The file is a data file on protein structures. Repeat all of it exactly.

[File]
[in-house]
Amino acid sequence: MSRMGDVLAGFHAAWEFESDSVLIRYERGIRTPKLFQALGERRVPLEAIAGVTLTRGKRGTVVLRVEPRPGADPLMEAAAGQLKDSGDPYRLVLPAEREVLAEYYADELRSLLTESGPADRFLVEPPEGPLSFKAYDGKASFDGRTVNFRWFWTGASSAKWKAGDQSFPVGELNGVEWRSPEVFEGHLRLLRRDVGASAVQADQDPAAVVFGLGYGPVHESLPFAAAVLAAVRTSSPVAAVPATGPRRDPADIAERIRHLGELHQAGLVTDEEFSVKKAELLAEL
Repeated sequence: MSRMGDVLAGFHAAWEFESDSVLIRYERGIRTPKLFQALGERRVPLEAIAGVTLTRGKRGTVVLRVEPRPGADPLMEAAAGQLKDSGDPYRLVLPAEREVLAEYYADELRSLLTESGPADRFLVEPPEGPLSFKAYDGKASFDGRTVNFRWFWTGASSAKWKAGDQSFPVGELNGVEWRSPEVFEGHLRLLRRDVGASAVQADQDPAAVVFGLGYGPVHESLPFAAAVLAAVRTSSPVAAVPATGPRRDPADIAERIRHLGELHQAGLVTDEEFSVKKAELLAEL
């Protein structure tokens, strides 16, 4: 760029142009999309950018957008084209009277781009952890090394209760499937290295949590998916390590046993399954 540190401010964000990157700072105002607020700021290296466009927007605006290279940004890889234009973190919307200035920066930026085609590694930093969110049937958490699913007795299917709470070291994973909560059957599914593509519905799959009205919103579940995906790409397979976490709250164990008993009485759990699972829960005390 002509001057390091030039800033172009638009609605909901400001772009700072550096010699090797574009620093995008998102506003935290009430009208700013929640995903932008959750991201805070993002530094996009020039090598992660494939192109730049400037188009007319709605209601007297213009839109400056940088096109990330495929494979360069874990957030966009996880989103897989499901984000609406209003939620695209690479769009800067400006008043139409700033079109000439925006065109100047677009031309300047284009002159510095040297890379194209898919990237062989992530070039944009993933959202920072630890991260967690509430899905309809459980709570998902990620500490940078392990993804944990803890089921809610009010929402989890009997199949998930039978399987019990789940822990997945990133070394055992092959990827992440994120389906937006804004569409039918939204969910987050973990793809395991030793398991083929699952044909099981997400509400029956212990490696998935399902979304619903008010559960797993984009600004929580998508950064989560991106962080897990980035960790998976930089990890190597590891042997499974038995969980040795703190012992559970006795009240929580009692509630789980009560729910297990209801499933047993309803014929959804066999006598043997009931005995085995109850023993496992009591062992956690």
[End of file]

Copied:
[in-house]
Amino acid sequence: MSRMGDVLAGFHAAWEFESDSVLIRYERGIRTPKLFQALGERRVPLEAIAGVTLTRGKRGTVVLRVEPRPGADPLMEAAAGQLKDSGDPYRLVLPAEREVLAEYYADELRSLLTESGPADRFLVEPPEGPLSFKAYDGKASFDGRTVNFRWFWTGASSAKWKAGDQSFPVGELNGVEWRSPEVFEGHLRLLRRDVGASAVQADQDPAAVVFGLGYGPVHESLPFAAAVLAAVRTSSPVAAVPATGPRRDPADIAERIRHLGELHQAGLVTDEEFSVKKAELLAEL
Repeated sequence: MSRMGDVLAGFHAAWEFESDSVLIRYERGIRTPKLFQALGERRVPLEAIAGVTLTRGKRGTVVLRVEPRPGADPLMEAAAGQLKDSGDPYRLVLPAEREVLAEYYADELRSLLTESGPADRFLVEPPEGPLSFKAYDGKASFDGRTVNFRWFWTGASSAKWKAGDQSFPVGELNGVEWRSPEVFEGHLRLLRRDVGASAVQADQDPAAVVFGLGYGPVHESLPFAAAVLAAVRTSSPVAAVPATGPRRDPADIAERIRHLGELHQAGLVTDEEFSVKKAELLAEL
């Protein structure tokens, strides 16, 4: 760029142009999309950018957008084209009277781009952890090394209760499937290295949590998916390590046993399954 540190401010964000990157700072105002607020700021290296466009927007605006290279940004890889234009973190919307200035920066930026085609590694930093969110049937958490699913007795299917709470070291994973909560059957599914593509519905799959009205919103579940995906790409397979976490709250164990008993009485759990699972829960005390 002509001057390091030039800033172009638009609605909901400001772009700072550096010699090797574009620093995008998102506003935290009430009208700013929640995903932008959750991201805070993002530094996009020039090598992660494939192109730049400037188009007319709605209601007297213009839109400056940088096109990330495929494979360069874990957030966009996880989103897989499901984000609406209003939620695209690479769009800067400006008043139409700033079109000439925006065109100047677009031309300047284009002159510095040297890379194209898919990237062989992530070039944009993933959202920072630890991260967690509430899905309809459980709570998902990620500490940078392990993804944990803890089921809610009010929402989890009997199949998930039978399987019990789940822990997945990133070394055992092959990827992440994120389906937006804004569409039918939204969910987050973990793809395991030793398991083929699952044909099981997400509400029956212990490696998935399902979304619903008010559960797993984009600004929580998508950064989560991106962080897990980035960790998976930089990890190597590891042997499974038995969980040795703190012992559970006795009240929580009692509630789980009560729910297990209801499933047993309803014929959804066999006598043997009931005995085995109850023993496992009591062992956690």